The God Argument: The case against religion and for
A. C. Grayling
Church Times Bookshop £15.30 (Use code
SINCE any suggestion that this book proceeds by means of
outright deceit would be uncharitable, I am forced to report that
A. C. Grayling's book against religion is often characterised by
ignorance of his subject, and the arguments are frequently
elaborated carelessly. If, for instance, he wishes to mock
Christians for arguing over a single word in the Creed, he ought to
get that word correct.
Grayling is a professional philosopher, which makes the
clumsiness of some of his arguments rather shocking. As an example,
consider his claim that more charitable work is carried out on an
explicitly secular basis than on a religious one. His argument
claims charities as "secular" (on his terms) that are simply not
run on a religious basis (such as Oxfam). It seems to discount the
direct charitable involvement of individual churches, and it
ignores the religiously motivated contribution of religious people
to not explicitly religious charities.
Grayling's philosophical assumptions can also be rather
implausible. For instance, he claims that theological conclusions
are inadmissible because they are elaborated within "the premises
and parameters" of their system. That observation, however, applies
to every conceivable system of thought, and to every conceivable
subject-matter, including mathematics and logic.
The first half of the book is cast as an argument against
religion, but in many places it is more of a dismissal without
argument. Like Dawkins before him, Grayling claims that theology is
such complete nonsense that even its most articulate forms deserve
no careful attention. Christian thought about creation, for
example, is equated with the "creationism" of Appalachian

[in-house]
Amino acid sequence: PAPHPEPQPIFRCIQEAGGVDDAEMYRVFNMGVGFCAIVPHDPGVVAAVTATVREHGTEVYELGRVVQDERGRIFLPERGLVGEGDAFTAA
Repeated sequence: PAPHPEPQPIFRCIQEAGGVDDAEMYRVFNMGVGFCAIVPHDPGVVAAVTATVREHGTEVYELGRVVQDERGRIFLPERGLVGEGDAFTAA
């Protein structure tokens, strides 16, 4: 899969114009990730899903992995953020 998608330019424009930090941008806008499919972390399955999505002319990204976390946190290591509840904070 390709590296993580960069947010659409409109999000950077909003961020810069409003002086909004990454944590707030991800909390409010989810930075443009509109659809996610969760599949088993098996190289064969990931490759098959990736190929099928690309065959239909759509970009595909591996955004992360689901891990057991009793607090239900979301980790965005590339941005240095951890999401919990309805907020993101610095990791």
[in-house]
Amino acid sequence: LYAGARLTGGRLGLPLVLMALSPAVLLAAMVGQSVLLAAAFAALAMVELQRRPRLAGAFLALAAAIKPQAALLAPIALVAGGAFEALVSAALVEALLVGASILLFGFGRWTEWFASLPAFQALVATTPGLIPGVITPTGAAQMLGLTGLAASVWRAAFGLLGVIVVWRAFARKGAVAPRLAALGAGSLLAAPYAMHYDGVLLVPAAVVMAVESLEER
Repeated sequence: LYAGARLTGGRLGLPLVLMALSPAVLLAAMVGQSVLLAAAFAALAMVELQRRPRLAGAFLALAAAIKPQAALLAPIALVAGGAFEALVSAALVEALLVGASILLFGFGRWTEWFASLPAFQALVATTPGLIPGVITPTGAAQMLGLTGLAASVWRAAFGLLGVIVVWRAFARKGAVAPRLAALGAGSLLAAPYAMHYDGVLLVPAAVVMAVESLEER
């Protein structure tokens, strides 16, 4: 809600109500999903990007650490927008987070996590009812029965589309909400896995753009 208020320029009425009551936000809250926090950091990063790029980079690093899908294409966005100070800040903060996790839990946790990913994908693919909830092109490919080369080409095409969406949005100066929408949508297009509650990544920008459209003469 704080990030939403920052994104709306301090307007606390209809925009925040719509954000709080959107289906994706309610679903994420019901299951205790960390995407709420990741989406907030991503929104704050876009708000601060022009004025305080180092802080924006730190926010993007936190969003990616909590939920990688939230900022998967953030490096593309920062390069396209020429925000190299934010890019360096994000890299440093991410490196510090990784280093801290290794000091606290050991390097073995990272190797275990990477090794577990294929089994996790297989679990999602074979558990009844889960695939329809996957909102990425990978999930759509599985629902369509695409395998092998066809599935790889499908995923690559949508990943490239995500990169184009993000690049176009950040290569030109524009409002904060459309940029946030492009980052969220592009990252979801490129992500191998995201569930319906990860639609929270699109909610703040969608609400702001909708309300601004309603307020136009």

Grayling falls foul here of the "principle of charity": not an
injunction to kindness, but the philosophical idea that one has
only fully refuted a position when one has refuted it at its most
compelling. The medieval scholastic method sets a good example of
this, despite Grayling's claim that religious thinkers are
habitually afraid to pose themselves difficult questions.
In any case, assigning all of theological thought to the
category of nonsense may be a little hasty for an author who
teaches philosophy, given that this "nonsense" takes in the
majority of philosophers in the Western tradition, at least since
the early centuries AD and, I would argue, even earlier - Grayling
underestimates the extent to which the classic "Greek philosophers"
were involved in a religious project.
Arguments (or "arguments") against religion take up the first
half of the book. In the second half, Grayling outlines his
alternative to religion: a "humanist" ethic. This is appealing on
many fronts: for instance, in his emphasis on responsibility and
thoughtfulness. On other fronts, it is not: for example, in his
neo-liberal emphasis on autonomy, or in the positive account that
he gives of prostitution. Prostitution, he claims, saves marriages;
the enormous ill of trafficking is mentioned only in passing.
Thrusts against religion are not absent in the second half,
except that the villain is not really any particular religious
ethical tradition, but rather some amorphous conservatism. So, for
instance, Grayling claims that the Christian Churches are in favour
of war (as if the only thing better than eight wars would be nine)
and the death penalty. In reality, the largest Christian Church of
all - alongside others - is opposed to both.
Grayling scorns "religious" opposition to the legalisation of
drugs, contrasting it with some supposed enthusiasm for alcohol
consumption, although I know of no Church that is supportive of the
abuse of alcohol, and any line taken on drugs probably arises from
hands-on work with addicts, not from the doctrinaire irrationalism
that Grayling supposes.
Grayling claims that the scientific method is the arbiter of
truth, but he is not greatly interested in empirical studies
himself. That may be because such research would often contradict
his assertions: showing, for instance, that religious participation
is linked to better mental and physical health, happiness, and
This book calls not so much for a review as for a line-by-line
commentary by way of refutation. As one last example of that, he
claims that Christian ethics has not taken bearings from the nature
of human existence, thereby ignoring the enormous influence
exercisedby the natural-law and virtue traditions.
Better still, however, the book calls for the sort of
"empirical" response that Grayling shies from: the concrete witness
of faith put to the test in life, which is a long way from the Aunt
Sally of faith-as-irrational-fideism which Grayling attacks
throughout this book.
The Revd Dr Andrew Davison is Tutor in Doctrine at Westcott
House, Cambridge. He becomes the University of Cambridge's
Starbridge Lecturer in Theology and Natural Science in